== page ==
Vitrum is a 3D, first person, puzzle/platform game with more than 45 stages, stage editor and community's shared stages. The game uses physics and powerful crystalsto challenge the player find your way out of each stage.
User reviews: Mixed (31 reviews)
Release Date: Sep 25, 2012
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"Futuristic first person puzzle/platformer made in Brazil / Juego de plataformas y puzzles en primera persona, con ambientación futurista, hecho Brasil"

About This Game

Vitrum is a 3D, first person, puzzle/platform game. The main character is an android designed to convert energy from crystals into powers. The android can absorb energy in each of his hands, allowing him to combine different powers. One of the coolest powers is the ability to invert the gravity, because it’s 3d and because the player can freely choose when and where to use it! Vitrum takes place in a desert laboratory full of different colored crystals. Some crystals grant powers, others are harmful to the android.

The player will have to figure out how to use the crystals, solve the puzzles and finish each stage in Vitrum. Features:

- Stage editor
- More than 45 stages.
- Collect crystal shards to unlock Insane stages.
- Each crystal color represents a power, explore each color and discover every power the android can execute.
- Combine powers to solve more difficult puzzles.
- Explore 3D gravity inversion, materialization of crystal platforms, super high jumps and other powers.

System Requirements

    Minimum:
    • OS: XP/Vista/7/8
    • Processor: 2.0+ GHz (dual core recommended);
    • Memory: 2 GB RAM
    • Graphics: ATI Radeon HD 2000+, nVidia GeForce FX 6 series
    • Hard Drive: 214 MB available space
Helpful customer reviews
3 of 3 people (100%) found this review helpful
3.2 hrs on record
Posted: May 7
Looked to be a fun portal-type puzzler from the first-person perspective...but fell very short. The game had some potential in its idea, but the game itself feels like an unfinished piece of work. Despite its mediocre graphics, the game ran very poorly on my system (which can run something like Saints Row IV in medium without lag), which also took away from the experience.

Although the game does look decent in the videos, the levels actually feel very empty and devoid of life, and not in a meaningful way.

If you're looking for an FPS puzzler, find something polished like Portal or Antichamber instead.
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35 of 36 people (97%) found this review helpful
6.7 hrs on record
Posted: October 8, 2014
This game had great potential, and I really liked the idea, but I ended up disliking the game as I progressed. It seems like at later levels they stopped focusing on the puzzle aspect of the game, and started to focus on platforming and skill jumps instead. To me, once you understand how to beat a level in a puzzle game, it should take a couple of tries max to beat the level. This is best seen in Portal. Some of you probably think its not fair to compare the two games, but in reality they have very similar concepts. In Vitrum, however, I often found myself extremely frustrated at my inability to complete a level that I knew how to beat. Don't get me wrong, I like platforming just as much as the next guy, but this game takes it too far for my tastes. Almost every level includes some sort of difficult jump that made it difficult to beat. This is the type of stuff that I would liked to have known before buying it. If you like platforming, then go ahead and buy it, If not, stay away.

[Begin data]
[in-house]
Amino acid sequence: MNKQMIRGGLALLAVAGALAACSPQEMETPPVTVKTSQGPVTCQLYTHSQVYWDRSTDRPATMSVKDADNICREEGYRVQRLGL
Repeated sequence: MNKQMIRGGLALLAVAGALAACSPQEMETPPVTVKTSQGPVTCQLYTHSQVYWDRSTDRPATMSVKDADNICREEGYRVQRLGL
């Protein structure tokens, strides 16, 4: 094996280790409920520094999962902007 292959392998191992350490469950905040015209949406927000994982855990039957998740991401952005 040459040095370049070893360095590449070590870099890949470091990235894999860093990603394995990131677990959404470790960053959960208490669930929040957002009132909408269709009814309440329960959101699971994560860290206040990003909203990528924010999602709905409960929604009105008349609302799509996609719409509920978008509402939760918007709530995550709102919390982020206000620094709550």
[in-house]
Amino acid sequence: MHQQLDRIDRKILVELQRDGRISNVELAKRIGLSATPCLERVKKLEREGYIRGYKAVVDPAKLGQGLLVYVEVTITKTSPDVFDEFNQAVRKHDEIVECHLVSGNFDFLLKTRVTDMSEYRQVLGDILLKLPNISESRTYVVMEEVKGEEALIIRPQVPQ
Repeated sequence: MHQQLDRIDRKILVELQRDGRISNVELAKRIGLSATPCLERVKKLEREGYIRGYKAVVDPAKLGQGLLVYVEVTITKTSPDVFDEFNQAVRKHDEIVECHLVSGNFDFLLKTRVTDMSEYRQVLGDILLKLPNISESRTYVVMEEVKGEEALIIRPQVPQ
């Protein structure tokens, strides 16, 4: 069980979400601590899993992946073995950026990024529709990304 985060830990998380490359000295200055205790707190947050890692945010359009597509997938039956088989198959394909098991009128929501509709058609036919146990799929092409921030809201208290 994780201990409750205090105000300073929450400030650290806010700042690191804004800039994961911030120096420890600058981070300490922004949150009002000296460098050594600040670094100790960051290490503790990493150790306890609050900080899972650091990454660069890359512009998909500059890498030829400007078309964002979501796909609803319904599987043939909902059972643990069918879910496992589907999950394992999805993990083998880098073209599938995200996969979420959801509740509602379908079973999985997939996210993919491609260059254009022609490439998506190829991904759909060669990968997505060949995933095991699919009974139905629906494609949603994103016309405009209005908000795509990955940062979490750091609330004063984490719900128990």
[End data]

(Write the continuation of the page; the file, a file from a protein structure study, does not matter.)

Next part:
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45 of 54 people (83%) found this review helpful
0.4 hrs on record
Posted: April 22, 2014
Interesting game. Has some glitches and sometimes I can't figure out which door opened when I pressed something. Could use some more checkpoints in levels as well. Die and you have to do the entire level over again, so far only found 1 checkpoint in the game. Level editor sounds interesting yet I haven't tried it yet. Could potentially result in some pretty neat stuff.

Not the most exciting game ever, but it's cool.
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14 of 16 people (88%) found this review helpful
4.4 hrs on record
Posted: November 10, 2014
Vitrum starts out being a somewhat enjoyable first person puzzle platformer that copies concepts from Twin Sector and Q.U.B.E., however later on it starts to focus too heavily on skill based platforming. Combined with movement speed that is a tad too fast to make it work well, Vitrum really fizzles at any attempt of having a good game feel.

The puzzle aspects aren't that challenging. There's 50 levels in total. I managed to finish about 30 of them before I stopped because the platforming wore on my patience. I can only take so much fail after my 100th effort of trying to make 20 consecutive precision jumps on nearly impossible vertical surfaces. Plus there really isn't any reward system other than completing the level so there was no incentive to push forward.

Vitrum is fun for the first few hours, but ends up getting stale pretty quickly after that.
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11 of 13 people (85%) found this review helpful
0.7 hrs on record
Posted: May 20, 2014
A bit laggy for me but the concept is cool. You can have up to two powers at one to help you navigate the puzzles. The controls are pretty easy to get used to. I suggest the trying the demo version first.
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